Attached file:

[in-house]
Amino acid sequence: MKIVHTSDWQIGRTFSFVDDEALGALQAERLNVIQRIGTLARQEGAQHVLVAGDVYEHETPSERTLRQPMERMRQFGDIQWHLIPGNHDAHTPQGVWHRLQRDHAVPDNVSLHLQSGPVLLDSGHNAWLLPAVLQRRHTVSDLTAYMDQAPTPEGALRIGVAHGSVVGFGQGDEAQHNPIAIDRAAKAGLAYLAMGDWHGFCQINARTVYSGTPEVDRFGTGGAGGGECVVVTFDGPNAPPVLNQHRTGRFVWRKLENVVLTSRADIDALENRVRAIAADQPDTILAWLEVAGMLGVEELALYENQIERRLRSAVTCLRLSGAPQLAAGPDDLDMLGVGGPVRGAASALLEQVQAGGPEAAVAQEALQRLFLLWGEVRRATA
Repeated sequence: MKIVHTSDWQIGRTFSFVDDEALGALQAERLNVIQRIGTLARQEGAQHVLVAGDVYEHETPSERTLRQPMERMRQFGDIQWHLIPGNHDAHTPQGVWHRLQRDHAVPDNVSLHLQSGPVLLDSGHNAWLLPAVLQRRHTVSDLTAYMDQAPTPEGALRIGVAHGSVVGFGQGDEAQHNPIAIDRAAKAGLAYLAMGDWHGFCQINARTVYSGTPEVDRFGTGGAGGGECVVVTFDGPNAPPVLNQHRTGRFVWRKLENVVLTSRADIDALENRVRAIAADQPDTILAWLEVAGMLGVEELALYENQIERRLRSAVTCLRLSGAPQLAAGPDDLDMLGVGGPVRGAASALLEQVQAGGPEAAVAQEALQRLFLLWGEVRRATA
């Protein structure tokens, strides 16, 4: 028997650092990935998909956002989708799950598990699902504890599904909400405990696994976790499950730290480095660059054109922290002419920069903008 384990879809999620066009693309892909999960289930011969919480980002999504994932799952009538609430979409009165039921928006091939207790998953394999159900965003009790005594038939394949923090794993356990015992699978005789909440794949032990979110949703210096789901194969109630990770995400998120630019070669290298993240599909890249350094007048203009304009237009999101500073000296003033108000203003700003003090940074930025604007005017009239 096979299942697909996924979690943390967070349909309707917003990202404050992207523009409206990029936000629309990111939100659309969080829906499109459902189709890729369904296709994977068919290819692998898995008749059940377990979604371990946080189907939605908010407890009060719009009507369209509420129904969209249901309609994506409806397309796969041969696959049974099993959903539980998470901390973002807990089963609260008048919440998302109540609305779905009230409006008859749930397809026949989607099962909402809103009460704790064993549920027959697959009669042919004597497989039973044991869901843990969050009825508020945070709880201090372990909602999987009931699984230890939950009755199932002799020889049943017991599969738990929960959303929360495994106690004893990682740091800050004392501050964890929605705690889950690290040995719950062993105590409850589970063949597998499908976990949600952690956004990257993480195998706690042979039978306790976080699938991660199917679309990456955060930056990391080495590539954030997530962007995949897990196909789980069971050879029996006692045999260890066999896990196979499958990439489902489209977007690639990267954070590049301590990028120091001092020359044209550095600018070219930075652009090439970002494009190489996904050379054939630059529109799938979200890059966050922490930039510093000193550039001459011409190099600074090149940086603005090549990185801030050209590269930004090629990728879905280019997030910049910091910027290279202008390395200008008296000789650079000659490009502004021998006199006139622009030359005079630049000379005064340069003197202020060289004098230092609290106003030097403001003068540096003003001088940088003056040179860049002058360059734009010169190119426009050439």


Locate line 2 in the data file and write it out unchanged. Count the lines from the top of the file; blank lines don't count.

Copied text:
Amino acid sequence: MKIVHTSDWQIGRTFSFVDDEALGALQAERLNVIQRIGTLARQEGAQHVLVAGDVYEHETPSERTLRQPMERMRQFGDIQWHLIPGNHDAHTPQGVWHRLQRDHAVPDNVSLHLQSGPVLLDSGHNAWLLPAVLQRRHTVSDLTAYMDQAPTPEGALRIGVAHGSVVGFGQGDEAQHNPIAIDRAAKAGLAYLAMGDWHGFCQINARTVYSGTPEVDRFGTGGAGGGECVVVTFDGPNAPPVLNQHRTGRFVWRKLENVVLTSRADIDALENRVRAIAADQPDTILAWLEVAGMLGVEELALYENQIERRLRSAVTCLRLSGAPQLAAGPDDLDMLGVGGPVRGAASALLEQVQAGGPEAAVAQEALQRLFLLWGEVRRATA